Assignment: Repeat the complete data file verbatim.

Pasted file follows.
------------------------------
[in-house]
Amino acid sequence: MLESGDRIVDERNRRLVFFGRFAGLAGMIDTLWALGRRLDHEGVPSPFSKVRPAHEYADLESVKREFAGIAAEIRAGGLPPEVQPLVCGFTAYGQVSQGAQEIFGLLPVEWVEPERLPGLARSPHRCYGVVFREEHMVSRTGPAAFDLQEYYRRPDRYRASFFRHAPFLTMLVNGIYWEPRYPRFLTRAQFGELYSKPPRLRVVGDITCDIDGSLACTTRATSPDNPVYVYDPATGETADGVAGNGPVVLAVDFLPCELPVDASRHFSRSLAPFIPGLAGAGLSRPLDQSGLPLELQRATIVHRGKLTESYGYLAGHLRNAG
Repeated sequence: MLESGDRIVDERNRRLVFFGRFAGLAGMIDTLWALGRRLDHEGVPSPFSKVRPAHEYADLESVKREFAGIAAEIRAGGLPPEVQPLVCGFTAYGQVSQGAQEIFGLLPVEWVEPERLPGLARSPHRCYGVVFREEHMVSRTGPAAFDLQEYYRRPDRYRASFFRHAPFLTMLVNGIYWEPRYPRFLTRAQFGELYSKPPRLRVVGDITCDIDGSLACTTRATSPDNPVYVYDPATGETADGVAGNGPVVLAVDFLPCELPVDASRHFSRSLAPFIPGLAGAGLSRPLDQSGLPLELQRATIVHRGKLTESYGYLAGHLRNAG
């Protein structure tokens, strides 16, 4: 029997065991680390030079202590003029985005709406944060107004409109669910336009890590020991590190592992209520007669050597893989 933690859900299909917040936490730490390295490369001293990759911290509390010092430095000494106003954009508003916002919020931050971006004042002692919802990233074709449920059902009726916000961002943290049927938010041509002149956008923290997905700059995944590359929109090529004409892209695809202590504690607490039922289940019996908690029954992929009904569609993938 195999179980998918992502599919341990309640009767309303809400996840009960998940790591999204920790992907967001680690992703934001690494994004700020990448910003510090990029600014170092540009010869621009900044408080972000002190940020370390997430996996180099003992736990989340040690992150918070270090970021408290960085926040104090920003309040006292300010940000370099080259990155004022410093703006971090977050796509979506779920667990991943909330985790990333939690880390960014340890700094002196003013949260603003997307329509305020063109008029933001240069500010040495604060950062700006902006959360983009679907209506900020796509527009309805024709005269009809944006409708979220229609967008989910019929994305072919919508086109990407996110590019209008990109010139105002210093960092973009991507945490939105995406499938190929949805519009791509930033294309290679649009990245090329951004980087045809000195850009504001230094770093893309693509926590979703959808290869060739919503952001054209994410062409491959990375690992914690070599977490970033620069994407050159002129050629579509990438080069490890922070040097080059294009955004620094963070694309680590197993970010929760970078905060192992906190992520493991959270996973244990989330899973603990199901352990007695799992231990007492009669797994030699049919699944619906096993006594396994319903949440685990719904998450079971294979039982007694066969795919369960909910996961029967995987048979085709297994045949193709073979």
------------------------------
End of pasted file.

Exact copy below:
[in-house]
Amino acid sequence: MLESGDRIVDERNRRLVFFGRFAGLAGMIDTLWALGRRLDHEGVPSPFSKVRPAHEYADLESVKREFAGIAAEIRAGGLPPEVQPLVCGFTAYGQVSQGAQEIFGLLPVEWVEPERLPGLARSPHRCYGVVFREEHMVSRTGPAAFDLQEYYRRPDRYRASFFRHAPFLTMLVNGIYWEPRYPRFLTRAQFGELYSKPPRLRVVGDITCDIDGSLACTTRATSPDNPVYVYDPATGETADGVAGNGPVVLAVDFLPCELPVDASRHFSRSLAPFIPGLAGAGLSRPLDQSGLPLELQRATIVHRGKLTESYGYLAGHLRNAG
Repeated sequence: MLESGDRIVDERNRRLVFFGRFAGLAGMIDTLWALGRRLDHEGVPSPFSKVRPAHEYADLESVKREFAGIAAEIRAGGLPPEVQPLVCGFTAYGQVSQGAQEIFGLLPVEWVEPERLPGLARSPHRCYGVVFREEHMVSRTGPAAFDLQEYYRRPDRYRASFFRHAPFLTMLVNGIYWEPRYPRFLTRAQFGELYSKPPRLRVVGDITCDIDGSLACTTRATSPDNPVYVYDPATGETADGVAGNGPVVLAVDFLPCELPVDASRHFSRSLAPFIPGLAGAGLSRPLDQSGLPLELQRATIVHRGKLTESYGYLAGHLRNAG
């Protein structure tokens, strides 16, 4: 029997065991680390030079202590003029985005709406944060107004409109669910336009890590020991590190592992209520007669050597893989 933690859900299909917040936490730490390295490369001293990759911290509390010092430095000494106003954009508003916002919020931050971006004042002692919802990233074709449920059902009726916000961002943290049927938010041509002149956008923290997905700059995944590359929109090529004409892209695809202590504690607490039922289940019996908690029954992929009904569609993938 195999179980998918992502599919341990309640009767309303809400996840009960998940790591999204920790992907967001680690992703934001690494994004700020990448910003510090990029600014170092540009010869621009900044408080972000002190940020370390997430996996180099003992736990989340040690992150918070270090970021408290960085926040104090920003309040006292300010940000370099080259990155004022410093703006971090977050796509979506779920667990991943909330985790990333939690880390960014340890700094002196003013949260603003997307329509305020063109008029933001240069500010040495604060950062700006902006959360983009679907209506900020796509527009309805024709005269009809944006409708979220229609967008989910019929994305072919919508086109990407996110590019209008990109010139105002210093960092973009991507945490939105995406499938190929949805519009791509930033294309290679649009990245090329951004980087045809000195850009504001230094770093893309693509926590979703959808290869060739919503952001054209994410062409491959990375690992914690070599977490970033620069994407050159002129050629579509990438080069490890922070040097080059294009955004620094963070694309680590197993970010929760970078905060192992906190992520493991959270996973244990989330899973603990199901352990007695799992231990007492009669797994030699049919699944619906096993006594396994319903949440685990719904998450079971294979039982007694066969795919369960909910996961029967995987048979085709297994045949193709073979």